First Annual Data Jawn

I went to a data event last night called the Data Jawn, presented by RJMetrics, and wanted to share a write up of the event – it was pretty cool and sparked some really good ideas.

One idea I really liked – Predicting who will call in/have an issue and proactively reaching out to them… Sounds like a game changer to me. I could then trigger alerts when we see that activity or make a list for reaching out via phone, email, text… whatever. The possibilities of this seem pretty big.

There was also a lot of tweeting going on under the hashtag #datajawn.

Here’s some notes/takeaways from each speaker:

  1. Bob Moore – RJMetrics CEO
  • Motto of RJMetrics: “Inspire and enpower data driven people”
  1. Jake Stein – RJMetrics cofounder
  • “Be data driven”
  • Steps to all problem solving: + Collect Data + Analyze + Present Results
  1. Madelyn Fitzgerald – RJMetrics
  • “Need to be problem focused, not solution focused” + This means that you need to ask a question of your data before building out the answer + Having KPIs is awesome… but they need to be built to answer a question
  • The most common problem people make with data is diving into the data before asking a question
  1. Kim Siejak – Independence Blue Cross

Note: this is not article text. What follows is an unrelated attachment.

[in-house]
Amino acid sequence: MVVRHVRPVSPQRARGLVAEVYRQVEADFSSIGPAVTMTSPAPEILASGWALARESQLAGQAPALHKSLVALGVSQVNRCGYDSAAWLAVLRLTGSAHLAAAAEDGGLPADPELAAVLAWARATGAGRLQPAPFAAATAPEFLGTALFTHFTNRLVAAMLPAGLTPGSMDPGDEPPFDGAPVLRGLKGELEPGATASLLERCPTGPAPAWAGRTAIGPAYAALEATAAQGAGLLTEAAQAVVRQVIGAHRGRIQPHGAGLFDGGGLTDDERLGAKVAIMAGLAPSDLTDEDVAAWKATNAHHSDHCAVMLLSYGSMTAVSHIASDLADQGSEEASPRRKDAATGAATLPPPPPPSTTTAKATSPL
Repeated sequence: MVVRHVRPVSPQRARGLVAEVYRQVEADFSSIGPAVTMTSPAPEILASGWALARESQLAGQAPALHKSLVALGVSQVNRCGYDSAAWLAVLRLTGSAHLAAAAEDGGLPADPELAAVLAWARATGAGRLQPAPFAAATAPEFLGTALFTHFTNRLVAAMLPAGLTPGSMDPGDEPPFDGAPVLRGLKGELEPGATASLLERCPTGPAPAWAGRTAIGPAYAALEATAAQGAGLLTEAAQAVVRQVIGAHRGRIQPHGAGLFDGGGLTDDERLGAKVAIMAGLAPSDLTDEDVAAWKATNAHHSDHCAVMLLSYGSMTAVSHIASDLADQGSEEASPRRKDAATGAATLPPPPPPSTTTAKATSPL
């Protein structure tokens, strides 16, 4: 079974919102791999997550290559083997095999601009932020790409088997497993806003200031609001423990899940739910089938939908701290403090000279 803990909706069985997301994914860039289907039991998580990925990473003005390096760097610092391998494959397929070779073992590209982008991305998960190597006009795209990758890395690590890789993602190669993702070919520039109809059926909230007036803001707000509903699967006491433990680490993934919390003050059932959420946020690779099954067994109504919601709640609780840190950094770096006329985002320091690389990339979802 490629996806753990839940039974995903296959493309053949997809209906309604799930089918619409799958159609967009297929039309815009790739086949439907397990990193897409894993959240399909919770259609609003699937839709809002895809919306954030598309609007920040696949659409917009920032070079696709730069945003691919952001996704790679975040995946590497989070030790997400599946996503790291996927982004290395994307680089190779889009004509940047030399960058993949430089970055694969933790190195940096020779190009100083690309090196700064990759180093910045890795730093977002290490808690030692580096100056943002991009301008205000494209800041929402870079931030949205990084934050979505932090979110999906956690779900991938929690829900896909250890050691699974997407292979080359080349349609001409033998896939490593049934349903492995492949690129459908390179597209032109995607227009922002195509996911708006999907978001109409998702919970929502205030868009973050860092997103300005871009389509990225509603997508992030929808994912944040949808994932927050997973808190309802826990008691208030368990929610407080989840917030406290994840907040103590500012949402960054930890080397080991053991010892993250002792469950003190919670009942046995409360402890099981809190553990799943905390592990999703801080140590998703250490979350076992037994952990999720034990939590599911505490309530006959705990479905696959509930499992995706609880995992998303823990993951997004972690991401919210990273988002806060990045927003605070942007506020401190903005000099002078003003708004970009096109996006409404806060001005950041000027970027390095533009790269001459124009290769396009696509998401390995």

• IBX invested in hadoop last year
  • Doing a number of predictive models and machine learning + Predicting what people who will go to the hospital before they go + Predicting different diseases based on health history + Predicting who will call in before they complain
  1. David Wallace – RJMetrics
  1. Lauren Anacona/Christopher Tufts
  • Did a sentiment analysis on tweets with emojis
  • Pulled all the location based tweets from the Philadelphia area and visualized them on a map using CartoDB and torque.js (really cool visualizations!)
  • Lots of people use emojis!
  • https://github.com/laurenancona/twimoji
  1. Jim Multari - Comcast
  • “Dashboards are no good for senior leaders”
  • Only have 10 seconds to get your message across when talking to executives
  • Alerting on KPI changes
  • Four things needed to make a data driven org: + Right data & insights + Right data & systems + Right people + Right culture
  1. Ben Garvey – RJMetrics
  • Pie charts are evil - you can estimate linear distance much easier than angular distance
  • “Data visualization gives you confidence in state and trend without effort”
  • You can tell the story much easier with the right visualization.
  1. Stacey Mosley – Data Services Manager for the City of Philadelphia
  • Gave a talk about how they improved the use of court time for L&I
  • She didn’t share a lot about her processes or what data she used to do this…

There were a few other speakers to end the talk with nice messages, but by that point I was fully tweeting and stuck checking out what everyone else thought of the event.

I hope that there continue to be opportunities like this locally to learn more about Data Analytics!

Last modified: 16 July 2015